• Australian Flying editor Steve Hitchen. (Kevin Hanrahan)
    Australian Flying editor Steve Hitchen. (Kevin Hanrahan)

– Steve Hitchen

I am starting to wonder if CASR Part 43 actually has legs. Announced a bit out of the blue in 2018, the regulation covers maintenance for GA aeroplanes operated only in the private and airwork categories. It is supposed to make things simpler, but the ALAEA believes it will just make matters worse and AMROBA has pointed out all the other regs that will have to change to get CASR Part 43 to work the way FAR Part 43 does. The great danger is that Part 43 may be come the new Part 61, i.e., implemented without a true understanding of the way the industry operates and in need of serious review the day after it was signed into law. If you turn to page 18 of the November-December issue of Australian Flying, you will find an article entitled The State of the Unity. It outlines the many rifts that exist within GA and the issues that divide, and Part 43 is listed as one of them. Although Part 43 was intially greeted with applause, it seems there are people within GA that are now going through buyer's remorse. But Part 43 is not the heart of the matter. The problem is much greater: CASA's maintenance regulation regime is confusing and a touch non-sensical. The ALAEA submission to the senate has some excellent examples that a comedy writer would not dare include in a script but for CASA make perfect sense. CASA's working groups need to have a look at maintenance regimes holistically and ask if this really is the world's best practice.

Ministers rarely make raw advice public. Generally, they will speak about decisions and justify them by saying they were based on advice, but we rarely get to see the advice before the spin doctors and political influencers mangle it. So, it is a rare and somewhat unexpected step for Minister for Infrastructure and Transport Barnaby Joyce to green-light the public release of the GAAN strategy. The GAAN exists to give the minister advice; it is not a public association nor a lobby group. So now we know what the minister has been told and can judge future actions accordingly. The strategy is a brilliant document that, if delivered wholesale, would salve a lot of GA's wounds. I can't see there being a lot of debate about that. The greater question is why did Joyce permit this to be published? Here are my two best guesses (feel free to make your own). 1. Barnaby Joyce is not afraid of being seen to contravene advice. 2. He actually plans to do something with this strategy. I am going to go the whole optimistic hog and say the second of the two is more likely. At the moment, the regulatory pendulum is swinging towards reforms as evidenced by the recent changes at CASA, and the release of this strategy is possibly something in the same vein. I am sure about this: if there was no taste for change in Canberra this strategy report would still be chained in a dungeon somewhere inside Capital Circle. That is not to say that I believe Joyce is about to deliver GA from bondage, but rather he is wondering if all the shackles are really needed. Let's hope I'm right about this.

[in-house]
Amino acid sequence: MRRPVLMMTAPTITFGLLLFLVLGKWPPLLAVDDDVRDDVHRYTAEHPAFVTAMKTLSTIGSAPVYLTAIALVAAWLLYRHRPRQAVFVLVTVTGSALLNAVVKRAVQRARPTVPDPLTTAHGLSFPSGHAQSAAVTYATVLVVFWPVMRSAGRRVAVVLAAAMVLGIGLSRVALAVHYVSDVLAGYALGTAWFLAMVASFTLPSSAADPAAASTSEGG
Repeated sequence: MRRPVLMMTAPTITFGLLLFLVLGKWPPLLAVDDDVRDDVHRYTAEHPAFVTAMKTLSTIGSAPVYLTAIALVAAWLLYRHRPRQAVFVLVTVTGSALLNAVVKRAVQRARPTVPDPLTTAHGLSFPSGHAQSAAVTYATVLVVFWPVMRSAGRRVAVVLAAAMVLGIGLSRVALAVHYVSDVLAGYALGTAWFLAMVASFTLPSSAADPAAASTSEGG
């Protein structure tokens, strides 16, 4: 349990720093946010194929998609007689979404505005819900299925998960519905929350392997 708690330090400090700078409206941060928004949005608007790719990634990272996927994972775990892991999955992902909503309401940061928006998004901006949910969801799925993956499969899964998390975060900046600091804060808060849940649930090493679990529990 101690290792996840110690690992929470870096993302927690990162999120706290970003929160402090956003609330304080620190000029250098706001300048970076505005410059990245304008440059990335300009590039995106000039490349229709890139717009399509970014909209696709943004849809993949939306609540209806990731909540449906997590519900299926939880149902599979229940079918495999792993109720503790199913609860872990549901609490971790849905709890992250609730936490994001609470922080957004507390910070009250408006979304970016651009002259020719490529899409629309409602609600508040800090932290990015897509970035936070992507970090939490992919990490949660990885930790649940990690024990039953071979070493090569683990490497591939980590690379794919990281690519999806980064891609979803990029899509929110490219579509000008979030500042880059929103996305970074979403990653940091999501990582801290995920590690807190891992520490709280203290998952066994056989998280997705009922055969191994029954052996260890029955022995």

The planned expansion of the Moorabbin Aviation Museum (formerly Australian National Aviation Museum) is a great news story and a very rare win for a tenant Moorabbin Airport. The museum has been constrained by space for years, hemmed in by a carpark and an NDB site, and Moorabbin Airport Corporation have long said that no more land would be available. Now, after some hard work on behalf of some dedicated people, the museum has secured a lease on the land over the road from the existing buildings and a much-needed expansion is underway. Regular criticism of the museum has centred around some classic old aeroplanes standing out in the rain, which was an effect of the lack of land and money to put everything under cover. That's all set to end, with the new building to be large enough to house all aircraft. And this is all going to happen tomorrow? No. We are just taking the first steps on the journey. The dedicated souls that got this far will need to dedicate even more of themselves, but in the end the destination will be well worth the effort. Get on board with this: it's a great news story for aviation.

Crunch time is here for your Wings Awards nominations. As predicted, the deadline of 5 November is unlikely to be extended this year as it has been in other years. Time to put down your pencils and get the submission in if you want your candidate to be in the running. It's all easy, everything can be submitted online, but be absolutely sure you've done your best to address the criteria.

May your gauges always be in the green,


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